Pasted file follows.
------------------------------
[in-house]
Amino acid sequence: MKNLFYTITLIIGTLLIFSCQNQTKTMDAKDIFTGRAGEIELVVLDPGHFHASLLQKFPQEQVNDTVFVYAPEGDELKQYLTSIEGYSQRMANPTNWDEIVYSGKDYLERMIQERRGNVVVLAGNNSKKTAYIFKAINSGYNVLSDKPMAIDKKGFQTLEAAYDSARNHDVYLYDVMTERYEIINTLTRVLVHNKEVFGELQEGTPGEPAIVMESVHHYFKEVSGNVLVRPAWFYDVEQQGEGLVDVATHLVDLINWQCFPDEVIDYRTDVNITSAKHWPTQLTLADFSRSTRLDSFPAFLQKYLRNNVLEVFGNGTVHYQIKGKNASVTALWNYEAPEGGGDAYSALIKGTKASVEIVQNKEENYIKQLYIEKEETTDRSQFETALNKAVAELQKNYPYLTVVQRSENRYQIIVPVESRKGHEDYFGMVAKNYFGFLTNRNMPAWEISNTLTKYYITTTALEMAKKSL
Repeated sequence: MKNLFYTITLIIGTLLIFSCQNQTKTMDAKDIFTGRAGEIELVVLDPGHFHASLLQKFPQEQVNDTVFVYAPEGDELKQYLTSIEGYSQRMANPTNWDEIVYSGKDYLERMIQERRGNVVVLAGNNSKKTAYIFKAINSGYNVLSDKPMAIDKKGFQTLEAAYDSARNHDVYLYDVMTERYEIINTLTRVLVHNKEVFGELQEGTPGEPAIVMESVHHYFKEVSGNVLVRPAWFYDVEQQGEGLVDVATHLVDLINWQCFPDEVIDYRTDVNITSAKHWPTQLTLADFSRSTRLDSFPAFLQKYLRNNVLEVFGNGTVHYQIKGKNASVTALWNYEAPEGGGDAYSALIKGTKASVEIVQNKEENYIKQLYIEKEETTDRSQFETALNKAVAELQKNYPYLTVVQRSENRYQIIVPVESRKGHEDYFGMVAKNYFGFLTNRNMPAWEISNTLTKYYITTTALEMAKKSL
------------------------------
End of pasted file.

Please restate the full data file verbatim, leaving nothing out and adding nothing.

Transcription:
[in-house]
Amino acid sequence: MKNLFYTITLIIGTLLIFSCQNQTKTMDAKDIFTGRAGEIELVVLDPGHFHASLLQKFPQEQVNDTVFVYAPEGDELKQYLTSIEGYSQRMANPTNWDEIVYSGKDYLERMIQERRGNVVVLAGNNSKKTAYIFKAINSGYNVLSDKPMAIDKKGFQTLEAAYDSARNHDVYLYDVMTERYEIINTLTRVLVHNKEVFGELQEGTPGEPAIVMESVHHYFKEVSGNVLVRPAWFYDVEQQGEGLVDVATHLVDLINWQCFPDEVIDYRTDVNITSAKHWPTQLTLADFSRSTRLDSFPAFLQKYLRNNVLEVFGNGTVHYQIKGKNASVTALWNYEAPEGGGDAYSALIKGTKASVEIVQNKEENYIKQLYIEKEETTDRSQFETALNKAVAELQKNYPYLTVVQRSENRYQIIVPVESRKGHEDYFGMVAKNYFGFLTNRNMPAWEISNTLTKYYITTTALEMAKKSL
Repeated sequence: MKNLFYTITLIIGTLLIFSCQNQTKTMDAKDIFTGRAGEIELVVLDPGHFHASLLQKFPQEQVNDTVFVYAPEGDELKQYLTSIEGYSQRMANPTNWDEIVYSGKDYLERMIQERRGNVVVLAGNNSKKTAYIFKAINSGYNVLSDKPMAIDKKGFQTLEAAYDSARNHDVYLYDVMTERYEIINTLTRVLVHNKEVFGELQEGTPGEPAIVMESVHHYFKEVSGNVLVRPAWFYDVEQQGEGLVDVATHLVDLINWQCFPDEVIDYRTDVNITSAKHWPTQLTLADFSRSTRLDSFPAFLQKYLRNNVLEVFGNGTVHYQIKGKNASVTALWNYEAPEGGGDAYSALIKGTKASVEIVQNKEENYIKQLYIEKEETTDRSQFETALNKAVAELQKNYPYLTVVQRSENRYQIIVPVESRKGHEDYFGMVAKNYFGFLTNRNMPAWEISNTLTKYYITTTALEMAKKSL